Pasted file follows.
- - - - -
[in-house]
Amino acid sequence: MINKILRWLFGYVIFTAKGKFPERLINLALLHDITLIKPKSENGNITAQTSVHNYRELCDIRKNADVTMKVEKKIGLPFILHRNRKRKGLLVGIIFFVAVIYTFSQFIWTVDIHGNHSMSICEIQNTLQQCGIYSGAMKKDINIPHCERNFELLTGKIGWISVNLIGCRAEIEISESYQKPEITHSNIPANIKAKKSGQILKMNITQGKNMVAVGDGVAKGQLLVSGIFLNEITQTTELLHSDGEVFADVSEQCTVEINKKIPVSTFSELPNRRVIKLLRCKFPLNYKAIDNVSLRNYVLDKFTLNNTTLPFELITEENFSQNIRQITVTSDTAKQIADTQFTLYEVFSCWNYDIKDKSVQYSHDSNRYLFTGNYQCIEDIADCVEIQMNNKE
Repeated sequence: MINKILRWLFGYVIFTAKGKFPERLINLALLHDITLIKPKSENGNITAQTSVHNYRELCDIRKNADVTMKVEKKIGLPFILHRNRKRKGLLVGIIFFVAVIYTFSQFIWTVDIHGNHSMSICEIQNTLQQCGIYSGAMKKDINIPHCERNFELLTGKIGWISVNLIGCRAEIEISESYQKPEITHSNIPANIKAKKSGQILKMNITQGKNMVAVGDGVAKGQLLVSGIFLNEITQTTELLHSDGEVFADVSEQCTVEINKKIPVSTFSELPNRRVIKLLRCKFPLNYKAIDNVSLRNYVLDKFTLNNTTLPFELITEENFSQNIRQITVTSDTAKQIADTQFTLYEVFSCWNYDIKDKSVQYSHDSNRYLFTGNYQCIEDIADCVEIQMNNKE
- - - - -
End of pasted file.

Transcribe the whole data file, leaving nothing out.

[in-house]
Amino acid sequence: MINKILRWLFGYVIFTAKGKFPERLINLALLHDITLIKPKSENGNITAQTSVHNYRELCDIRKNADVTMKVEKKIGLPFILHRNRKRKGLLVGIIFFVAVIYTFSQFIWTVDIHGNHSMSICEIQNTLQQCGIYSGAMKKDINIPHCERNFELLTGKIGWISVNLIGCRAEIEISESYQKPEITHSNIPANIKAKKSGQILKMNITQGKNMVAVGDGVAKGQLLVSGIFLNEITQTTELLHSDGEVFADVSEQCTVEINKKIPVSTFSELPNRRVIKLLRCKFPLNYKAIDNVSLRNYVLDKFTLNNTTLPFELITEENFSQNIRQITVTSDTAKQIADTQFTLYEVFSCWNYDIKDKSVQYSHDSNRYLFTGNYQCIEDIADCVEIQMNNKE
Repeated sequence: MINKILRWLFGYVIFTAKGKFPERLINLALLHDITLIKPKSENGNITAQTSVHNYRELCDIRKNADVTMKVEKKIGLPFILHRNRKRKGLLVGIIFFVAVIYTFSQFIWTVDIHGNHSMSICEIQNTLQQCGIYSGAMKKDINIPHCERNFELLTGKIGWISVNLIGCRAEIEISESYQKPEITHSNIPANIKAKKSGQILKMNITQGKNMVAVGDGVAKGQLLVSGIFLNEITQTTELLHSDGEVFADVSEQCTVEINKKIPVSTFSELPNRRVIKLLRCKFPLNYKAIDNVSLRNYVLDKFTLNNTTLPFELITEENFSQNIRQITVTSDTAKQIADTQFTLYEVFSCWNYDIKDKSVQYSHDSNRYLFTGNYQCIEDIADCVEIQMNNKE